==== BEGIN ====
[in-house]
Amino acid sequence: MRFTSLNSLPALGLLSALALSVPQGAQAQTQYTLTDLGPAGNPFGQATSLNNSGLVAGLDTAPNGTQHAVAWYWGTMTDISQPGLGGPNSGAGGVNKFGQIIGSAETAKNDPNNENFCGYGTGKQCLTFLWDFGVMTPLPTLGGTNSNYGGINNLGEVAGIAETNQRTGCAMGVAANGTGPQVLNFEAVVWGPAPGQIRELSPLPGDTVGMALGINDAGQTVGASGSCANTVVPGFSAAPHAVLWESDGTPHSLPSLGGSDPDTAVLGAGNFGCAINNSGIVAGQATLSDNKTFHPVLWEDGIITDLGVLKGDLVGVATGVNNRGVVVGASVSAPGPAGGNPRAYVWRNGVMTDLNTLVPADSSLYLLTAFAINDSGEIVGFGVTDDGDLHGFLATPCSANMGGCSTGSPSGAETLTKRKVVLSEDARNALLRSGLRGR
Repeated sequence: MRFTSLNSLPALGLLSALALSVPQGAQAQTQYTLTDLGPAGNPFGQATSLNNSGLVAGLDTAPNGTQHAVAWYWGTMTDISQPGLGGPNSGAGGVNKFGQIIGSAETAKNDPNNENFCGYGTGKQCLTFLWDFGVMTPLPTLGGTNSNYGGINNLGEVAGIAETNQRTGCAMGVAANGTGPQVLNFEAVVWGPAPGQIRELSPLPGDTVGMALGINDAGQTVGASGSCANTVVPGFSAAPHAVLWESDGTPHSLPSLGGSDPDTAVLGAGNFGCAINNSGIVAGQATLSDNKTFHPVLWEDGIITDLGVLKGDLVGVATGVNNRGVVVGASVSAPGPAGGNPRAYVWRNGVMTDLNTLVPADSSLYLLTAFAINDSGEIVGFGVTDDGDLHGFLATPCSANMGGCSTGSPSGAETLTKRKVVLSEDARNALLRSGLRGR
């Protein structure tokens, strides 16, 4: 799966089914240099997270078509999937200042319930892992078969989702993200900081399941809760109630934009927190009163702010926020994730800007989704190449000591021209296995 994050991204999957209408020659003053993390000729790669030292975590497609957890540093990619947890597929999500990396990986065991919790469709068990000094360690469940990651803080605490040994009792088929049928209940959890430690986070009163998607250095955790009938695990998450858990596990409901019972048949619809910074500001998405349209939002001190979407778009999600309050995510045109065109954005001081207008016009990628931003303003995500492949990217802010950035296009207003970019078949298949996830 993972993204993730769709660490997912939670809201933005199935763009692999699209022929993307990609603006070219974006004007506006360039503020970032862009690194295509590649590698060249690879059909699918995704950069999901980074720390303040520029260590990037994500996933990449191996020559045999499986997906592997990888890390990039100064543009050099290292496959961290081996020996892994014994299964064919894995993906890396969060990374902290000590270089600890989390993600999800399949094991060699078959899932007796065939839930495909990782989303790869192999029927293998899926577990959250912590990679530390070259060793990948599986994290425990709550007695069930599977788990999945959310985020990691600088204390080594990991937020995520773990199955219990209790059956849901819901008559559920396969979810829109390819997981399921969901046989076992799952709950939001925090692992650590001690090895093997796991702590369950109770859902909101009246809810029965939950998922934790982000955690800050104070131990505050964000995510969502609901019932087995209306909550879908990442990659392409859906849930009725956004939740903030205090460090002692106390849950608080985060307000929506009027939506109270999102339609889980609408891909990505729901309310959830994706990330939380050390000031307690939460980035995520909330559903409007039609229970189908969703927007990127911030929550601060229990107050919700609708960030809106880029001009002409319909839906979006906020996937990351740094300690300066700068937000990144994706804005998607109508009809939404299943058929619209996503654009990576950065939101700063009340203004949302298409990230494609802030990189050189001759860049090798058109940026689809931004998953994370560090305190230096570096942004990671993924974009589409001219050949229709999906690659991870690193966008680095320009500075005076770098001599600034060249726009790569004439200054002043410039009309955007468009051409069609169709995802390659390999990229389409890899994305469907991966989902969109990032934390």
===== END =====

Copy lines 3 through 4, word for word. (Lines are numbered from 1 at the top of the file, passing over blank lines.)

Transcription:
Repeated sequence: MRFTSLNSLPALGLLSALALSVPQGAQAQTQYTLTDLGPAGNPFGQATSLNNSGLVAGLDTAPNGTQHAVAWYWGTMTDISQPGLGGPNSGAGGVNKFGQIIGSAETAKNDPNNENFCGYGTGKQCLTFLWDFGVMTPLPTLGGTNSNYGGINNLGEVAGIAETNQRTGCAMGVAANGTGPQVLNFEAVVWGPAPGQIRELSPLPGDTVGMALGINDAGQTVGASGSCANTVVPGFSAAPHAVLWESDGTPHSLPSLGGSDPDTAVLGAGNFGCAINNSGIVAGQATLSDNKTFHPVLWEDGIITDLGVLKGDLVGVATGVNNRGVVVGASVSAPGPAGGNPRAYVWRNGVMTDLNTLVPADSSLYLLTAFAINDSGEIVGFGVTDDGDLHGFLATPCSANMGGCSTGSPSGAETLTKRKVVLSEDARNALLRSGLRGR
């Protein structure tokens, strides 16, 4: 799966089914240099997270078509999937200042319930892992078969989702993200900081399941809760109630934009927190009163702010926020994730800007989704190449000591021209296995 994050991204999957209408020659003053993390000729790669030292975590497609957890540093990619947890597929999500990396990986065991919790469709068990000094360690469940990651803080605490040994009792088929049928209940959890430690986070009163998607250095955790009938695990998450858990596990409901019972048949619809910074500001998405349209939002001190979407778009999600309050995510045109065109954005001081207008016009990628931003303003995500492949990217802010950035296009207003970019078949298949996830 993972993204993730769709660490997912939670809201933005199935763009692999699209022929993307990609603006070219974006004007506006360039503020970032862009690194295509590649590698060249690879059909699918995704950069999901980074720390303040520029260590990037994500996933990449191996020559045999499986997906592997990888890390990039100064543009050099290292496959961290081996020996892994014994299964064919894995993906890396969060990374902290000590270089600890989390993600999800399949094991060699078959899932007796065939839930495909990782989303790869192999029927293998899926577990959250912590990679530390070259060793990948599986994290425990709550007695069930599977788990999945959310985020990691600088204390080594990991937020995520773990199955219990209790059956849901819901008559559920396969979810829109390819997981399921969901046989076992799952709950939001925090692992650590001690090895093997796991702590369950109770859902909101009246809810029965939950998922934790982000955690800050104070131990505050964000995510969502609901019932087995209306909550879908990442990659392409859906849930009725956004939740903030205090460090002692106390849950608080985060307000929506009027939506109270999102339609889980609408891909990505729901309310959830994706990330939380050390000031307690939460980035995520909330559903409007039609229970189908969703927007990127911030929550601060229990107050919700609708960030809106880029001009002409319909839906979006906020996937990351740094300690300066700068937000990144994706804005998607109508009809939404299943058929619209996503654009990576950065939101700063009340203004949302298409990230494609802030990189050189001759860049090798058109940026689809931004998953994370560090305190230096570096942004990671993924974009589409001219050949229709999906690659991870690193966008680095320009500075005076770098001599600034060249726009790569004439200054002043410039009309955007468009051409069609169709995802390659390999990229389409890899994305469907991966989902969109990032934390």